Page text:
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Hoffmann, R. A wiki for the life sciences where authorship matters. Nature Genetics (2008)

Lipotoxicity in the pathogenesis of obesity-dependent NIDDM. Genetic and clinical implications.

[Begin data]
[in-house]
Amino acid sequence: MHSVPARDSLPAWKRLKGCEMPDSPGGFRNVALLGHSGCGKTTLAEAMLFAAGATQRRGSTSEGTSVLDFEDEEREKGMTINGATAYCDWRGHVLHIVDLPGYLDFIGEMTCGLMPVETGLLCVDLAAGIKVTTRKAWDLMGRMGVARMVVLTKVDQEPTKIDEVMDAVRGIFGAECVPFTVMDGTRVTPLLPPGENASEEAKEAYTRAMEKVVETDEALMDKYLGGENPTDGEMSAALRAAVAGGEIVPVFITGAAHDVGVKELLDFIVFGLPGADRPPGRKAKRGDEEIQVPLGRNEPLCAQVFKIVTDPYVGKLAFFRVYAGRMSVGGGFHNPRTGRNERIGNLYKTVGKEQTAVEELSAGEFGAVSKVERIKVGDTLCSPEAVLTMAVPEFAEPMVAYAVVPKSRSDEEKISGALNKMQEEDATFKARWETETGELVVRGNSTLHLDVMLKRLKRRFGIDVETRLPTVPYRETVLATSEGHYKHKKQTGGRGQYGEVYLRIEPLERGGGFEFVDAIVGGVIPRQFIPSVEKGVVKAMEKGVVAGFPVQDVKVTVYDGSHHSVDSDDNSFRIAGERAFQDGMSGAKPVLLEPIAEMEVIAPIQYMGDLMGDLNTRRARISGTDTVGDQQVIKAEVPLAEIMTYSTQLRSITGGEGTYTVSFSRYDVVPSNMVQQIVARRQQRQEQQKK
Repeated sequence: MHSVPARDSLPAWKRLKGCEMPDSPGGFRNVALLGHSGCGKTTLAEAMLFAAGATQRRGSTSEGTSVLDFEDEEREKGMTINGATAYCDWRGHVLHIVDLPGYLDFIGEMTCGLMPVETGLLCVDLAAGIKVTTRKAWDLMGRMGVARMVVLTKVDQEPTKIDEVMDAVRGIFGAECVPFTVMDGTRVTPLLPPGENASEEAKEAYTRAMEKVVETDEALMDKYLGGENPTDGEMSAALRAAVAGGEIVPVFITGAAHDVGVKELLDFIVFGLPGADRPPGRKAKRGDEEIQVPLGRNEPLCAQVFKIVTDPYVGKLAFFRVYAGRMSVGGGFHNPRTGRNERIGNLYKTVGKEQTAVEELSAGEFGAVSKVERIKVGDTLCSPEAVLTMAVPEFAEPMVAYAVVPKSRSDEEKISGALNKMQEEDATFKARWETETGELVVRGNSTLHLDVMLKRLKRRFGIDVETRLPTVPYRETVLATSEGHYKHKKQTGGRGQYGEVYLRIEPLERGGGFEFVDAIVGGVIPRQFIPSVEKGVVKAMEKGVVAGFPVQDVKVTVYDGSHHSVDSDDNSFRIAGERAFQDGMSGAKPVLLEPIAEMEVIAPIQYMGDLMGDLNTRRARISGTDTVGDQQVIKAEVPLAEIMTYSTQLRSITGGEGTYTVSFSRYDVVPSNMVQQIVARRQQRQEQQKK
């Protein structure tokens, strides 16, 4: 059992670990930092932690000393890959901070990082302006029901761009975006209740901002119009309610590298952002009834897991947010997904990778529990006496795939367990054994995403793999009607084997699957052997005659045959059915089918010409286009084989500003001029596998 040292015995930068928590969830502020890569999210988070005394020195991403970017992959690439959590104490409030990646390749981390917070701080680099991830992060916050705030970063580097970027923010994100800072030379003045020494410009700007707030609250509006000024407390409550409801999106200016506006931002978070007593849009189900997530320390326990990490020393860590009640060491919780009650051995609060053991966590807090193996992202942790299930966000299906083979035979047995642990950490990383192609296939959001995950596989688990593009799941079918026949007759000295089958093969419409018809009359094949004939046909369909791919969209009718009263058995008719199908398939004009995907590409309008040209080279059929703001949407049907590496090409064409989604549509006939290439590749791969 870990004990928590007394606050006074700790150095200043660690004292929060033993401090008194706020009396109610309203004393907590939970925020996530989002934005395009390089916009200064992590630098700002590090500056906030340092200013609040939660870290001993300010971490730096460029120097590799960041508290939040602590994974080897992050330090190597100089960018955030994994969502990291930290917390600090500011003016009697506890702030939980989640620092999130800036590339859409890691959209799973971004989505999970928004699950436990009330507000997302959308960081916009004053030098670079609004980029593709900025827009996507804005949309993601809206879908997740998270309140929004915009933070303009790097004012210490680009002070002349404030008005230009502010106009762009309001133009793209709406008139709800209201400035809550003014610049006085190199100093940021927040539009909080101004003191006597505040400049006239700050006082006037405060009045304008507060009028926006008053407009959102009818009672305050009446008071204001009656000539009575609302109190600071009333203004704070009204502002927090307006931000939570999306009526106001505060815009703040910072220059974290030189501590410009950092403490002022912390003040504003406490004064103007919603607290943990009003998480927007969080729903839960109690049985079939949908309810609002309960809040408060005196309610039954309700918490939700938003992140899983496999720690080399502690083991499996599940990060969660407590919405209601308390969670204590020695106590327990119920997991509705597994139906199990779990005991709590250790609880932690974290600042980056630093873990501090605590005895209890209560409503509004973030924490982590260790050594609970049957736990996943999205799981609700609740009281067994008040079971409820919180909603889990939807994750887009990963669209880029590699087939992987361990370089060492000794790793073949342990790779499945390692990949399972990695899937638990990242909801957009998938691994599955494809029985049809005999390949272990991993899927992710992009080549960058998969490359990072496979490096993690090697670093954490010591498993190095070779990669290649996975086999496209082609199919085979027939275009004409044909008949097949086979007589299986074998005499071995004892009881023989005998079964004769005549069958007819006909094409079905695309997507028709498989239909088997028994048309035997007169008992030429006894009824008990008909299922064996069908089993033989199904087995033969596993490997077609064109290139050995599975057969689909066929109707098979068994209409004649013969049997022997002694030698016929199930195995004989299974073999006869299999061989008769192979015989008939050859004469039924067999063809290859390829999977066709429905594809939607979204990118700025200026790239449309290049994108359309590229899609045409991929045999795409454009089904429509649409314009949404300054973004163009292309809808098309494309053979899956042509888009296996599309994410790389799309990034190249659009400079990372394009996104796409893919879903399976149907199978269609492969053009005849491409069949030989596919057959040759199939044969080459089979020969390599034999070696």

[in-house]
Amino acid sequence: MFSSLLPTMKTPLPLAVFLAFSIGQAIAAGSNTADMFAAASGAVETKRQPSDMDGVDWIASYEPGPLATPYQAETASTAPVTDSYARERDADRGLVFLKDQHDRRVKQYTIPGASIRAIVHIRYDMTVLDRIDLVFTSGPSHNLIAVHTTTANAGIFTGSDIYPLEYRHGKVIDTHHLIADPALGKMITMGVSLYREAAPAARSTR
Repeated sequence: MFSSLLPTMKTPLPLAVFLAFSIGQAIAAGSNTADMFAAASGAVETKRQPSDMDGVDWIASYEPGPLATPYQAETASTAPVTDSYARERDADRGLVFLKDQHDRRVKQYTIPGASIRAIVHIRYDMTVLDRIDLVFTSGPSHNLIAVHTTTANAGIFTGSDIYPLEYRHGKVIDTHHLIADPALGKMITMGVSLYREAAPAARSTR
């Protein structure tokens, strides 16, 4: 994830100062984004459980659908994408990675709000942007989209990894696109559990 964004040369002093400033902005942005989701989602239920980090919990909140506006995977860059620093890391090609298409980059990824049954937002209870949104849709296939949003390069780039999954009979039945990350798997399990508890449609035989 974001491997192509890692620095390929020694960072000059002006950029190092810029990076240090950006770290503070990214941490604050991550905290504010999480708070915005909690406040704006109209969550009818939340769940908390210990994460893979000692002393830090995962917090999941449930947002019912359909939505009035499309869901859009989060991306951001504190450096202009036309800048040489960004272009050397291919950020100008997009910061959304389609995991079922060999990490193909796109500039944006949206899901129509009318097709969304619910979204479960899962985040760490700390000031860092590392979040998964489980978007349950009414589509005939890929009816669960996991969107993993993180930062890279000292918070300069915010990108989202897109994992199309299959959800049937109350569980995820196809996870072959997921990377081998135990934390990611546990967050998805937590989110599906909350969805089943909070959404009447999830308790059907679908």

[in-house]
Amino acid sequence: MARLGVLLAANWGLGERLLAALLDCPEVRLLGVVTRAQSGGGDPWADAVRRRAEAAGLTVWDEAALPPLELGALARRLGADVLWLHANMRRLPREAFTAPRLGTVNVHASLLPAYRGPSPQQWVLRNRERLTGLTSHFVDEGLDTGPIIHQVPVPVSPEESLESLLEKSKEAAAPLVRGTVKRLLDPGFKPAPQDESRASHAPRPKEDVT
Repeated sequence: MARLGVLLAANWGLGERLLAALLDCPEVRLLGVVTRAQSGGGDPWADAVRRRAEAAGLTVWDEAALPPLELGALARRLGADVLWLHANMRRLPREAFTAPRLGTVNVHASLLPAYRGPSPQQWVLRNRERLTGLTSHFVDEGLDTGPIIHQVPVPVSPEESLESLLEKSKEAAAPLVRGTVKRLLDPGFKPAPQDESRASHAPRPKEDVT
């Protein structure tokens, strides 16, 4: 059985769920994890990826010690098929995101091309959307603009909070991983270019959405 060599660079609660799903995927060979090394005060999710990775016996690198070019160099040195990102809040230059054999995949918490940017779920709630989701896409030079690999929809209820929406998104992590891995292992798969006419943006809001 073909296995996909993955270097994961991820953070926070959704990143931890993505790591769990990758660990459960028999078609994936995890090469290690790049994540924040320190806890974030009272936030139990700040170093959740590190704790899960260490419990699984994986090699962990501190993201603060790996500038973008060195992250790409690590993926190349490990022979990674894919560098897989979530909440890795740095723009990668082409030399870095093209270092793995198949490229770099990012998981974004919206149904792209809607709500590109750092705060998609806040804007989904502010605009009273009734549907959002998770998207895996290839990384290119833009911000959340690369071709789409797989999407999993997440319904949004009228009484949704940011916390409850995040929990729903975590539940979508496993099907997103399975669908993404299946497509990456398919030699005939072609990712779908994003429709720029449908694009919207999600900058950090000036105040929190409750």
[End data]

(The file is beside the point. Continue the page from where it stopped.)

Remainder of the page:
We review evidence that increased tissue levels of fatty acyl CoA cause the beta-cell abnormalities of nondiabetic obesity and ultimately result in obesity-dependent diabetes. Nondiabetic obesity in Zucker rats is characterized by hypersecretion of insulin at normal fasting and subfasting glucose concentrations. This is a result of beta-cell hyperplasia and increased low Km glucose usage and oxidation. These abnormalities, the hyperinsulinemia, the hyperplasia of beta-cells, i.e., its in vitro equivalent, enhanced bromodeoxyuridine incorporation, and the increased low Km glucose usage can be induced by culturing normal islets with 2 mmol/l free fatty acids (FFAs). Once obese Zucker diabetic fatty rats become diabetic, glucose-stimulated insulin secretion (GSIS) is absent and beta-cell GLUT2 reduced. Islet triglyceride (TG) content is increased 10-fold, probably reflecting increased FFA delivery (plasma FFA levels > 1.5 mmol/l) beginning about 2 weeks before the onset of diabetes. These beta-cell abnormalities, GSIS loss, GLUT2 loss, and TG accumulation, are prevented by reducing plasma FFAs by caloric restriction and by nicotinamide injection. The loss of GSIS and the accumulation of TGs, but not the GLUT2 loss, can be induced in vitro in normal islets cultured in a 2 mmol/l FFA-containing medium, but prediabetic islets seem far more vulnerable to FFA-induced functional impairment and TG accumulation. It is proposed that in uncomplicated obesity, increased lipid availability (FFA levels < 1.5 mmol/l) induces both hyperinsulinemia and insulin resistance in parallel fashion, thereby maintaining normoglycemia.(ABSTRACT TRUNCATED AT 250 WORDS)[1]


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